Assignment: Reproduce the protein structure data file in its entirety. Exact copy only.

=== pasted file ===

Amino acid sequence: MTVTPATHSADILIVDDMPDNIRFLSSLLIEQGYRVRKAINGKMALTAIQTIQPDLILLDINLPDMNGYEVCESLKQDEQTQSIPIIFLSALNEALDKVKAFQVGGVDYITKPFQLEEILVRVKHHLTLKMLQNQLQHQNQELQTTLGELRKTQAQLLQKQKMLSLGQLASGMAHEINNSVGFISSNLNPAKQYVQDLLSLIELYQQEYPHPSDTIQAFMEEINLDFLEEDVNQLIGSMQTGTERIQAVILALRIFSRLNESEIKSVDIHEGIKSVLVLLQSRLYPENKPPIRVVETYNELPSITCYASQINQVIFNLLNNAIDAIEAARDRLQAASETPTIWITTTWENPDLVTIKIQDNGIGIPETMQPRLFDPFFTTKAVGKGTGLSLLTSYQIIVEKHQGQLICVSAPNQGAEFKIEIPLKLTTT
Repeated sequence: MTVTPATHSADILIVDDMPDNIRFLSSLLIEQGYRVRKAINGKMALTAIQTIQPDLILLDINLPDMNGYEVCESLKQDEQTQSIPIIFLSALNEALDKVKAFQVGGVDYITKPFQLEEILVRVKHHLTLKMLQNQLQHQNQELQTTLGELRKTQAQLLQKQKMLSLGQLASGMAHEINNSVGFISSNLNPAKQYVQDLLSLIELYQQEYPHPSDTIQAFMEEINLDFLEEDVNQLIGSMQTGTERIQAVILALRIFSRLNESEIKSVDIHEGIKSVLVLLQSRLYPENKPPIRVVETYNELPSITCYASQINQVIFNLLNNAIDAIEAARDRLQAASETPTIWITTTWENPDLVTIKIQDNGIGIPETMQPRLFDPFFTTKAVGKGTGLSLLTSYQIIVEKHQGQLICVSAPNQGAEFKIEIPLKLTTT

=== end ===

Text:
Amino acid sequence: MTVTPATHSADILIVDDMPDNIRFLSSLLIEQGYRVRKAINGKMALTAIQTIQPDLILLDINLPDMNGYEVCESLKQDEQTQSIPIIFLSALNEALDKVKAFQVGGVDYITKPFQLEEILVRVKHHLTLKMLQNQLQHQNQELQTTLGELRKTQAQLLQKQKMLSLGQLASGMAHEINNSVGFISSNLNPAKQYVQDLLSLIELYQQEYPHPSDTIQAFMEEINLDFLEEDVNQLIGSMQTGTERIQAVILALRIFSRLNESEIKSVDIHEGIKSVLVLLQSRLYPENKPPIRVVETYNELPSITCYASQINQVIFNLLNNAIDAIEAARDRLQAASETPTIWITTTWENPDLVTIKIQDNGIGIPETMQPRLFDPFFTTKAVGKGTGLSLLTSYQIIVEKHQGQLICVSAPNQGAEFKIEIPLKLTTT
Repeated sequence: MTVTPATHSADILIVDDMPDNIRFLSSLLIEQGYRVRKAINGKMALTAIQTIQPDLILLDINLPDMNGYEVCESLKQDEQTQSIPIIFLSALNEALDKVKAFQVGGVDYITKPFQLEEILVRVKHHLTLKMLQNQLQHQNQELQTTLGELRKTQAQLLQKQKMLSLGQLASGMAHEINNSVGFISSNLNPAKQYVQDLLSLIELYQQEYPHPSDTIQAFMEEINLDFLEEDVNQLIGSMQTGTERIQAVILALRIFSRLNESEIKSVDIHEGIKSVLVLLQSRLYPENKPPIRVVETYNELPSITCYASQINQVIFNLLNNAIDAIEAARDRLQAASETPTIWITTTWENPDLVTIKIQDNGIGIPETMQPRLFDPFFTTKAVGKGTGLSLLTSYQIIVEKHQGQLICVSAPNQGAEFKIEIPLKLTTT